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Wouldn't that be fun? 
“It would if we also knew that these stars were primordial first stars, which they are not,” Miniati says. In reply, Catala maintains that there are no telescopes on Earth or in orbit that are sensible enough to see the first stars, which are by now several billions of light years away. Nor, he adds, are such telescopes planned for the near future.Catala also admits that there's a chance these magnetic fields are not primordial, but emphasizes that “This [the find] is completely in agreement with the fossil field theory,” and that the field “could indeed be primordial.” At the very least, the new discovery points out the fact that stellar dynamo mechanisms are not responsible for these magnetic fields, as others suggested in the past.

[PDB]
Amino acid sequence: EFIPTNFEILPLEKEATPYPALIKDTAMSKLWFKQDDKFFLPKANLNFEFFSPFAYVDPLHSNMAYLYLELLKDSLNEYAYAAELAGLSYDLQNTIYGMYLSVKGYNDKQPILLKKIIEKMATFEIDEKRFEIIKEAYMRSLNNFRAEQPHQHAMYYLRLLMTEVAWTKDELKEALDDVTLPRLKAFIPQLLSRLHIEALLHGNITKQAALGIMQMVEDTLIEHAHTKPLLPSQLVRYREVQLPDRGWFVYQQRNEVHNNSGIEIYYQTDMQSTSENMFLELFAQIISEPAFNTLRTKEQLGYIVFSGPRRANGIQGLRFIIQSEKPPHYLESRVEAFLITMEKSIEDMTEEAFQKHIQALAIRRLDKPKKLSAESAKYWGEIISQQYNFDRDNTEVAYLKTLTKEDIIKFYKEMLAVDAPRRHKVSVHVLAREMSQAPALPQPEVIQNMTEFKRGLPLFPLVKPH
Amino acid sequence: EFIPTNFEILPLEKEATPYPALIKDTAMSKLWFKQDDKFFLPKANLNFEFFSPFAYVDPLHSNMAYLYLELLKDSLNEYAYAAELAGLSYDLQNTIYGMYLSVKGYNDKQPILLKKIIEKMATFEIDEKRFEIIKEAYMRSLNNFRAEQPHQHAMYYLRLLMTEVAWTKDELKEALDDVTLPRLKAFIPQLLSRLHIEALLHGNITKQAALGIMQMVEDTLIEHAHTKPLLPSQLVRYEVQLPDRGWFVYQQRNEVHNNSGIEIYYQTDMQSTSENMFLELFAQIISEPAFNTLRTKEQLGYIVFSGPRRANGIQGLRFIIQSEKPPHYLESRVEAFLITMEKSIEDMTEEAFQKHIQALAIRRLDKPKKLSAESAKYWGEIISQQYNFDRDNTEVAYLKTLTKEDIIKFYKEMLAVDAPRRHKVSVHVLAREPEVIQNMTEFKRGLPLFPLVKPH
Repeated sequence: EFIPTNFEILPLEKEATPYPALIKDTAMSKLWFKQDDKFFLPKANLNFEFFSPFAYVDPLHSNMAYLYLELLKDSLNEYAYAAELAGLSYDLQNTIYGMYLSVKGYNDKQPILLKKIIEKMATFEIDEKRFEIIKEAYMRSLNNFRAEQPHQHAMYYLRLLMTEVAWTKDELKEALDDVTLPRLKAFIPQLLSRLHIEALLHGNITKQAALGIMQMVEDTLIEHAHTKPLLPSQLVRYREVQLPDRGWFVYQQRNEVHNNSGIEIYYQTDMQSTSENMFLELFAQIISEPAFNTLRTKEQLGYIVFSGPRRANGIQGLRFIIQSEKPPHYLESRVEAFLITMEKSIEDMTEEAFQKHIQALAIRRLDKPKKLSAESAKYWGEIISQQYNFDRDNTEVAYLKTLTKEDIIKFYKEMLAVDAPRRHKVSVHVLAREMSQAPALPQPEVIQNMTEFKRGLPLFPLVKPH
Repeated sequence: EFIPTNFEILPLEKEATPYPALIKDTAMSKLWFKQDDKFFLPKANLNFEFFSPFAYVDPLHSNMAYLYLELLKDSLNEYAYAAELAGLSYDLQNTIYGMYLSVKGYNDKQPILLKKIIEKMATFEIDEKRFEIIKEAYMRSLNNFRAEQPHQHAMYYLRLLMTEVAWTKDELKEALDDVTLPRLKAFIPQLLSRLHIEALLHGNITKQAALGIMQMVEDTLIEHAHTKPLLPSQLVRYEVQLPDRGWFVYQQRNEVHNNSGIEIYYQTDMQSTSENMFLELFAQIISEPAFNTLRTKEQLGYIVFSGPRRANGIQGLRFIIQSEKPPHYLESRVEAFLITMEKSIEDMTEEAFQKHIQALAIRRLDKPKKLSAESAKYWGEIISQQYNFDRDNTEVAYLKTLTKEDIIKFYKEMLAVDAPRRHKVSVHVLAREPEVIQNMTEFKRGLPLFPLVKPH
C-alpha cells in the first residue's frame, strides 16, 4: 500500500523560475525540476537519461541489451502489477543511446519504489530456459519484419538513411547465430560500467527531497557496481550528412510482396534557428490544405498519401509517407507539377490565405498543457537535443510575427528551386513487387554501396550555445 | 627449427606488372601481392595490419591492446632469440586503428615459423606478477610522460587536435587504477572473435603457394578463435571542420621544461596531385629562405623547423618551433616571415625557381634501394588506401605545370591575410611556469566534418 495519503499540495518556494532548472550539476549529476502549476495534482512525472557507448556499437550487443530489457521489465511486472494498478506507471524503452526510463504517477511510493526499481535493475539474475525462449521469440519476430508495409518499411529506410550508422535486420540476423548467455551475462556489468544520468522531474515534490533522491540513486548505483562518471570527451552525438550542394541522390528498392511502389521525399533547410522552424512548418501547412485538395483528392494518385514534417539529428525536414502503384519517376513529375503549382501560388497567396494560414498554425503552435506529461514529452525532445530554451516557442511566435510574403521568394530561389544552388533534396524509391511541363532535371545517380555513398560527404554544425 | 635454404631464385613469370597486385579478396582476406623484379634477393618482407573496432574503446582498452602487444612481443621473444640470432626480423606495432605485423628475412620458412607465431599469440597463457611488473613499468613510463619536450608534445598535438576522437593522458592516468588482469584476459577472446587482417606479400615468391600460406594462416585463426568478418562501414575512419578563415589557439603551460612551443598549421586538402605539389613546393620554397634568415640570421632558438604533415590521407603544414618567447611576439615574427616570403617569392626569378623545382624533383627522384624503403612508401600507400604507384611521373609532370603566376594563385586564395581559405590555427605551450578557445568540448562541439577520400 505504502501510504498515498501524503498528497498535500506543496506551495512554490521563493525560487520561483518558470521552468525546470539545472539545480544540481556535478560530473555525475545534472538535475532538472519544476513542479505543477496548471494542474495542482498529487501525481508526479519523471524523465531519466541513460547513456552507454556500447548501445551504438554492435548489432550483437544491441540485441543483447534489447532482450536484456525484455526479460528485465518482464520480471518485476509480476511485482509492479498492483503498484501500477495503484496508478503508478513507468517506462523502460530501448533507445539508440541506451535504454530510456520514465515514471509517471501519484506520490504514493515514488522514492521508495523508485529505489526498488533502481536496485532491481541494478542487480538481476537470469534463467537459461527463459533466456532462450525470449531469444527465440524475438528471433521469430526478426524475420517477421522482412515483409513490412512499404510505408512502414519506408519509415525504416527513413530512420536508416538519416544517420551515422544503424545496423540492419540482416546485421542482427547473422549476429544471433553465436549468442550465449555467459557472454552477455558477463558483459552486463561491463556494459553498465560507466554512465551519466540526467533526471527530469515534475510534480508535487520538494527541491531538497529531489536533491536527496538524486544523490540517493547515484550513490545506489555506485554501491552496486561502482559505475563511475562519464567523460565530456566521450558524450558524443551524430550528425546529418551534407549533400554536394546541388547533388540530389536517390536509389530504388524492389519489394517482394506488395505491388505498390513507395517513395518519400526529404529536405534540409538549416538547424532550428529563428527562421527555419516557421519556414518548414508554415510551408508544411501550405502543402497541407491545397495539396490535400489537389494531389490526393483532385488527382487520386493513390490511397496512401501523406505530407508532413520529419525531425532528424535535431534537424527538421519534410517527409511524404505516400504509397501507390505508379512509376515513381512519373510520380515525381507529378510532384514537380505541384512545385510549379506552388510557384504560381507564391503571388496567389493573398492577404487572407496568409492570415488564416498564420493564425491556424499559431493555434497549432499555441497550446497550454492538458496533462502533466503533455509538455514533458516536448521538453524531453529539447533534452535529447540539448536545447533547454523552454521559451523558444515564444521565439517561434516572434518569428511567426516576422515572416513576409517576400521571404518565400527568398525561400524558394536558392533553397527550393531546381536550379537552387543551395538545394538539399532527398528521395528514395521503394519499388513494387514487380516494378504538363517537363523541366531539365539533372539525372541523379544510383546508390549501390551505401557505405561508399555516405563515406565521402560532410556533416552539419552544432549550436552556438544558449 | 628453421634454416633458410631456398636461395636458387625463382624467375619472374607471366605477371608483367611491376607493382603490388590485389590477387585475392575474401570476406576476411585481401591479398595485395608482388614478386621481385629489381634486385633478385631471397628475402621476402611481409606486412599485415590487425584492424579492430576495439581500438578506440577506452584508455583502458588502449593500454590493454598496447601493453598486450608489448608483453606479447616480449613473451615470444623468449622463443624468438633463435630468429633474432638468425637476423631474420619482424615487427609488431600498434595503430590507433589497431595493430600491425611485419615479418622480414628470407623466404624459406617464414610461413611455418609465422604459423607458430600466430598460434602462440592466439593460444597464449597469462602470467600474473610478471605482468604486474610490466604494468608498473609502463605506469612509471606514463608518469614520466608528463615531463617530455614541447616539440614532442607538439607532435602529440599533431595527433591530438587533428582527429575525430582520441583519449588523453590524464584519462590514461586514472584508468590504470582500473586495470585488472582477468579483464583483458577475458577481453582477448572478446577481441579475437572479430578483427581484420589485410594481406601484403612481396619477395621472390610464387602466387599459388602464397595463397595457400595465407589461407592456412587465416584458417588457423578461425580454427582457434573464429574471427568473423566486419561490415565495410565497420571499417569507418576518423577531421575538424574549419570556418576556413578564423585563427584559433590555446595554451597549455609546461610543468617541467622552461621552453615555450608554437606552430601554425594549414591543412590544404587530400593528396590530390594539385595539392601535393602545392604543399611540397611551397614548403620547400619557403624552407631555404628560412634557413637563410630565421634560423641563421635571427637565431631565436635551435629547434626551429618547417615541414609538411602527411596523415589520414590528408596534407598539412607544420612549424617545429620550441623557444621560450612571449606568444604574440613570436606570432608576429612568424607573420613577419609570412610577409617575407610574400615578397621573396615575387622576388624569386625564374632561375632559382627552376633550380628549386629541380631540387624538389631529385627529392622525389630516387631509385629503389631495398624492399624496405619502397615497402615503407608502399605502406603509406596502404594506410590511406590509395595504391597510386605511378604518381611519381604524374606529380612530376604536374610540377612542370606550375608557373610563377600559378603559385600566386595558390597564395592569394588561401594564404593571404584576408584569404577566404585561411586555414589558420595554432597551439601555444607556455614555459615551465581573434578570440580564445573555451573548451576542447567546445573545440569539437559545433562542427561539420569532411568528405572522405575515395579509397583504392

Second, we have confirmed that the oldest stars in our own galaxy are between 12 and 13 billion years old. Though Pickrell (cf. n. 5) notes that these "were probably not among the universe's very first stars," they would have formed no more than a billion years after the cosmos itself began to form. Though this only proves an age for our galaxy, not necessarily the universe, the result of 14 billion years perfectly matches the most recent calculation of the projected start-point for the universe's observed expansion.
That is indeed a weighty argument. Do you have any links for it?
Hmm i thing i notice from all our member.... Gravition and time will be not there when there is no magnetic field...